A stark summary of the PPI situation is quite disconcerting: 15% of the 50 million PPI policies sold in the UK gave rise to claims for compensation. Banks have had to set aside significant reserves to handling mis-selling claims. Lloyds Bank, for example, set aside GBP 6.8 billion and the UK Financial Services Ombudsman was quoted in July stating that Barclays Bank were setting aside an additional GBP 2.6 billion specifically for PPI costs. Other high profile UK banks such as RBS and HSBC also have significant provisioning against PPI mis-selling claims.
These are staggering numbers but what is even more worrying is not so much the quantitative as the qualitative analysis of this debacle. Simple questions would lead to some very obvious answers namely:
1. Were the policies ‘bought’ or ‘sold’? Surveys revealed that several policy holders were unaware that the policy was in place (unconfirmed sources claim as much as 40% of survey respondents indicated that they were not aware that they had such insurance.
2. Were the policies ‘underwritten’ or ‘sold’? In some cases lending institutions seem to have been making more money on the PPI over-riders than from loan interest! Gross margins well in excess of 50% were not unheard of. Had they been charging these margins for lending they would have fallen foul of usury laws! This income was not filtering back to insurance companies as risk premium but constituted loadings of sorts structured into the repayment programme of borrowers.
3. Was there a meeting of minds? If borrowers were unaware of the PPI policy per se they would have been even less educated in the cover it offers them. This begs the question, “Were banks advising their clients or were they just selling this cover?”
Selling or Advising
This last question is a very pertinent one if we are drawing a parallel to bancassurance (or the marketing of insurance products by banks) in the United Arab Emirates.
‘Mis-selling’ implies that policies were sold to customers who:
1. Did not know what they are buying. This goes against the very foundation of insurance because insurance is governed by utmost good faith and not by caveat emptor;
2. In many instances were led to believe that this was an integral part of the loan structure and important for a speedy approval of the loan process. Therefore, insurance was diluted to a complement to another product (i.e. the loan);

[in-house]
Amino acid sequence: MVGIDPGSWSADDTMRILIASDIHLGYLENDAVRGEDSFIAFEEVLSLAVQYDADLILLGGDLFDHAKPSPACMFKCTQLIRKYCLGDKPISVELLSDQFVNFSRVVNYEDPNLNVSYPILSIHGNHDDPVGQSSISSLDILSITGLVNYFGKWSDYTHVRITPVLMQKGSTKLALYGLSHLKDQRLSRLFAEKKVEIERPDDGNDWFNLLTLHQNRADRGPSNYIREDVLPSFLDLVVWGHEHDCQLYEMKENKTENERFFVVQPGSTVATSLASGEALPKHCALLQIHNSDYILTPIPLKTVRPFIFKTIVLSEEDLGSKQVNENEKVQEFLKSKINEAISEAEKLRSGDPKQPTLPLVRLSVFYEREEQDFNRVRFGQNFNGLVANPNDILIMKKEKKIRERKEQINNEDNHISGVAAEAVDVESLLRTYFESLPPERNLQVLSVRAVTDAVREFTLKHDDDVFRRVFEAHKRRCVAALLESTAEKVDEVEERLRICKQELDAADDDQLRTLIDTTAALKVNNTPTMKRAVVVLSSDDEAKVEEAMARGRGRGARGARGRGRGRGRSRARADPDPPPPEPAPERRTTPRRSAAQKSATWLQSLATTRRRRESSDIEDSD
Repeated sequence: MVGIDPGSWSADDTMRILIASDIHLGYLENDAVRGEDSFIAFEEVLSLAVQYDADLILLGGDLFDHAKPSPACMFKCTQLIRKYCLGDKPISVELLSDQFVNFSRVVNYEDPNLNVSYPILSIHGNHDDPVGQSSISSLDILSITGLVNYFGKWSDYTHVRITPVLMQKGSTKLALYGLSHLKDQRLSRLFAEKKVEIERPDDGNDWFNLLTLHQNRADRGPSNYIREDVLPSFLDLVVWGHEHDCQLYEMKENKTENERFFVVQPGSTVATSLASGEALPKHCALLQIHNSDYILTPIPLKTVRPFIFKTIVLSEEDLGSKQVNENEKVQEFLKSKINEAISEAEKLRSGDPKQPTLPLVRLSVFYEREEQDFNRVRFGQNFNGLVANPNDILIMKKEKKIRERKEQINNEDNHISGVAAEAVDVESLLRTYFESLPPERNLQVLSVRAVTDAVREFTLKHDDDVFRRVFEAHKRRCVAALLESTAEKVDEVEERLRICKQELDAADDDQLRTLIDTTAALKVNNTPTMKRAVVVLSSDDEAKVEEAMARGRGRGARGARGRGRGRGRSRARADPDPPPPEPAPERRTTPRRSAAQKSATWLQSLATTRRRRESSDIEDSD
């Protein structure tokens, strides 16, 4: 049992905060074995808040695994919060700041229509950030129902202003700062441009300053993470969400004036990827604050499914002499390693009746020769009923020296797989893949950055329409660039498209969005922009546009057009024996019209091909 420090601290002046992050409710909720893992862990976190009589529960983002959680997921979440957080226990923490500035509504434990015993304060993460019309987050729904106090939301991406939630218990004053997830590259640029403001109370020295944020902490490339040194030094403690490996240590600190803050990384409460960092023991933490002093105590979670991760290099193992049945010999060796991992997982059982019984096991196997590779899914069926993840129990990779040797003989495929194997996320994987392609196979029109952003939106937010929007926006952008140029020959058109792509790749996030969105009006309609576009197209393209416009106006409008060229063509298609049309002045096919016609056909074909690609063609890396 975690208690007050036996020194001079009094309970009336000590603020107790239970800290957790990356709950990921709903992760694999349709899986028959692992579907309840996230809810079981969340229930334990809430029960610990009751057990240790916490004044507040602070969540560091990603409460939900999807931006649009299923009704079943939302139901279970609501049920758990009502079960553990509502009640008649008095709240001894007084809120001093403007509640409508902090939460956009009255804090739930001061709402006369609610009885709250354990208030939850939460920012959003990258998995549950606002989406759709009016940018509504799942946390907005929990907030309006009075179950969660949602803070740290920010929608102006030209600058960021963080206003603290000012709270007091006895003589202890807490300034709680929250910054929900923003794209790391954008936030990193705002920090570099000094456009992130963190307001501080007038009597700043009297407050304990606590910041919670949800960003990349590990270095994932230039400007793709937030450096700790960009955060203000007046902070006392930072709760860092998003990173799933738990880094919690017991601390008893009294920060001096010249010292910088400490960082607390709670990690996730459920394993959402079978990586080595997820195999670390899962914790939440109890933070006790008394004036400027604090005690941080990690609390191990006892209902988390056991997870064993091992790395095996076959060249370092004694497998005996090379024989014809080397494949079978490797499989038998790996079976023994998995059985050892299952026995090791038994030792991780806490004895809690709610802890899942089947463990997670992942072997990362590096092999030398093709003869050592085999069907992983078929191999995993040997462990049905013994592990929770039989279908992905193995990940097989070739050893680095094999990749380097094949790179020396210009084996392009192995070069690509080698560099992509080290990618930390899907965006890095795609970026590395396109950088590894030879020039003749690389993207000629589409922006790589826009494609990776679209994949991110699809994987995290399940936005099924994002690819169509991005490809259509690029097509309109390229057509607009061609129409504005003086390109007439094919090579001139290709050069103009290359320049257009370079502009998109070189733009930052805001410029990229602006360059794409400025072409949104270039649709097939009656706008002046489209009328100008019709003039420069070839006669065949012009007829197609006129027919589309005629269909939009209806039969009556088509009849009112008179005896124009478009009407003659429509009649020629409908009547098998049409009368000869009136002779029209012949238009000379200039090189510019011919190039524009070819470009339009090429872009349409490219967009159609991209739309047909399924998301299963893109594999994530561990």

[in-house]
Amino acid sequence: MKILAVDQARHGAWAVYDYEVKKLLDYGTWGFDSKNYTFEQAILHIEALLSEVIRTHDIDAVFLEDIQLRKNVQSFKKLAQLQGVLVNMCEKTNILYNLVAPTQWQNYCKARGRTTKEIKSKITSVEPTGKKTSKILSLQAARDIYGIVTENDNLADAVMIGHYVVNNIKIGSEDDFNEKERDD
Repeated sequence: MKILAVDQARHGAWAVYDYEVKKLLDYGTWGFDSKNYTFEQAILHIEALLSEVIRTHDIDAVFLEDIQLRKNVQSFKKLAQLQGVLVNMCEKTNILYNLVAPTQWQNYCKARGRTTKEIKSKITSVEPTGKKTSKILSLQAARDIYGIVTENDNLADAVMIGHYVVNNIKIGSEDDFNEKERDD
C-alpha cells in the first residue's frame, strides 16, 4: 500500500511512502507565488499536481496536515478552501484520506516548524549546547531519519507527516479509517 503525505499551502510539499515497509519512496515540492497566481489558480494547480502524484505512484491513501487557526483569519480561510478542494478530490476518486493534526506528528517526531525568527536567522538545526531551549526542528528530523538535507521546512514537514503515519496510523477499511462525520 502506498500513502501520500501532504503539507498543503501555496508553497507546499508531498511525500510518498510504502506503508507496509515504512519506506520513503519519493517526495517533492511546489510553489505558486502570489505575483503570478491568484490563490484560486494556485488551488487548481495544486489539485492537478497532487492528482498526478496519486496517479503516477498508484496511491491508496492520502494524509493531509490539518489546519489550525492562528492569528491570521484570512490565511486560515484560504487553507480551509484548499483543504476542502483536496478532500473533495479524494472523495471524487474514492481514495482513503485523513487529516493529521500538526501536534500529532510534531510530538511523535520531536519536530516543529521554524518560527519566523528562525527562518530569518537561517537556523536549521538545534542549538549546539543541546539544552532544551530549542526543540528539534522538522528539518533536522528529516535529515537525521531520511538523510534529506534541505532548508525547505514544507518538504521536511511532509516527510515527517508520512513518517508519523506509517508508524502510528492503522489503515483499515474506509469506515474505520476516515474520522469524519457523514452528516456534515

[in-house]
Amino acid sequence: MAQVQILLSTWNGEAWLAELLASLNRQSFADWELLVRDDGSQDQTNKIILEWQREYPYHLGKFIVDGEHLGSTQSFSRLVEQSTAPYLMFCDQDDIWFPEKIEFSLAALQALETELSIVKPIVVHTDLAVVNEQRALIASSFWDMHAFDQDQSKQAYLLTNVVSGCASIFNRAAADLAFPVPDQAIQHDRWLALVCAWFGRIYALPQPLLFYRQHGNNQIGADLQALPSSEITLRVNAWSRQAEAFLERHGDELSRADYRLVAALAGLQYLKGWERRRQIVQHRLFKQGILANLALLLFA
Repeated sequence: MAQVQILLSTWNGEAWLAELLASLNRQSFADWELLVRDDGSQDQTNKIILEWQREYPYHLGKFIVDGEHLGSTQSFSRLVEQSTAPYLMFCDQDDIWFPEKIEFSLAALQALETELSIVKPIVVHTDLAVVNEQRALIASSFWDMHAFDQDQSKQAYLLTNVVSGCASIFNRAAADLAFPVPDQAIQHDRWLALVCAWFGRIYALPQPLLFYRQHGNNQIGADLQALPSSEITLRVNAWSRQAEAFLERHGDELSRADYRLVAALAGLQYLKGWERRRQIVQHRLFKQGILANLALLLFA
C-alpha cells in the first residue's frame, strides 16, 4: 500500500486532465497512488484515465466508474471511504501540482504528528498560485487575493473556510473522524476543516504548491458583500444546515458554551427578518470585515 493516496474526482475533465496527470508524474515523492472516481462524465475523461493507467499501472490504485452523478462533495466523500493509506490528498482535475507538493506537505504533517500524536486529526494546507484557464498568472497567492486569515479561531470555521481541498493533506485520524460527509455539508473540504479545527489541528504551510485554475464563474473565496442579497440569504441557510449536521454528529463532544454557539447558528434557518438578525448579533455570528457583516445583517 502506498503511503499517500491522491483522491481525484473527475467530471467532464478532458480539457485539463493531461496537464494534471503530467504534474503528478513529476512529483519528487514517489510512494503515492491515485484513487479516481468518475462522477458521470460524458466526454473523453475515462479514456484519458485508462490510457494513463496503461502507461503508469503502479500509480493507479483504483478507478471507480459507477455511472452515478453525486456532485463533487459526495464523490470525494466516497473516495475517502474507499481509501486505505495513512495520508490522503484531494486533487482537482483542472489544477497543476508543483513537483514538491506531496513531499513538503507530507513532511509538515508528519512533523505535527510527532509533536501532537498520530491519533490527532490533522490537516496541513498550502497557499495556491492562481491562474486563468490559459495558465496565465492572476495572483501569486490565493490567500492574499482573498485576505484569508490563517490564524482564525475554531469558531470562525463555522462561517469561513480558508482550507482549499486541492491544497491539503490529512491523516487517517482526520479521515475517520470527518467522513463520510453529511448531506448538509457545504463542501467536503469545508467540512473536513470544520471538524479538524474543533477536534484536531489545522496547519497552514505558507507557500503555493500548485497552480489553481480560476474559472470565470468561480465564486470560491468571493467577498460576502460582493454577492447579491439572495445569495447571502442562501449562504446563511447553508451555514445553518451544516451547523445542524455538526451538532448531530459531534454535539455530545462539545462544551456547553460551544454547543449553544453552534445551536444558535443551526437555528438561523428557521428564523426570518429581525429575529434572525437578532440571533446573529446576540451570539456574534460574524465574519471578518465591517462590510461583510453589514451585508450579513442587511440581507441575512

3. Were ignorant regarding cost components in their repayment schedules and it is implied that banks preyed on innocent borrowers through the obscure concepts of ‘bundled pricing’ or ‘insurance wrappers’ or the infamous ‘negative option’.
An unalienable, absolute rule on any product (and this specifically applies to all financial services including all insurance products) governed by the principle of Utmost Good Faith is that Financial Services products are not ‘sold’. Rather clients are ‘advised to buy them.’
Disclaimers hidden somewhere in small print in the overall stationery of paperwork that a client is made to sign (or lengthy online conditions on which clients are expected to click ‘accept’) may not necessarily prove to be a formidable line of defense as the fall-out from the PPI debacle is amply illustrating. And so should it be. If the banks have misled clients and/or wrongly sold products then they should be held accountable.
The UAE Saga
This brings me to the situation (or ongoing saga) in the UAE where bancassurance or marketing of insurance products by banks of which credit life insurance, credit protection, loan repayment insurance etc. (i.e PPI under different guises) forms a large part.
The banking and insurance regulators remain indolent as to who should be regulating the insurance activity of banks in the UAE. Under this apparent inertia banks continue to grow their insurance sales.
The situation may be summarized into the following:
1. The UAE insurance law is very clear about all persons selling / providing insurance requiring to be licensed by the UAE Insurance Authority;
2. A few years ago a directive was issued by the Insurance Authority relating to ‘Marketing of Insurance Products by Banks’. Though a diluted form of subsidiary legislation it could have provided a start for bancassurance to be regulated. Whether or not this regulation was activated by the Insurance Authority is not known. What is certain is that none of the banks (and there are several of them) selling insurance have directly registered themselves or the insurance products they are selling with the insurance authority.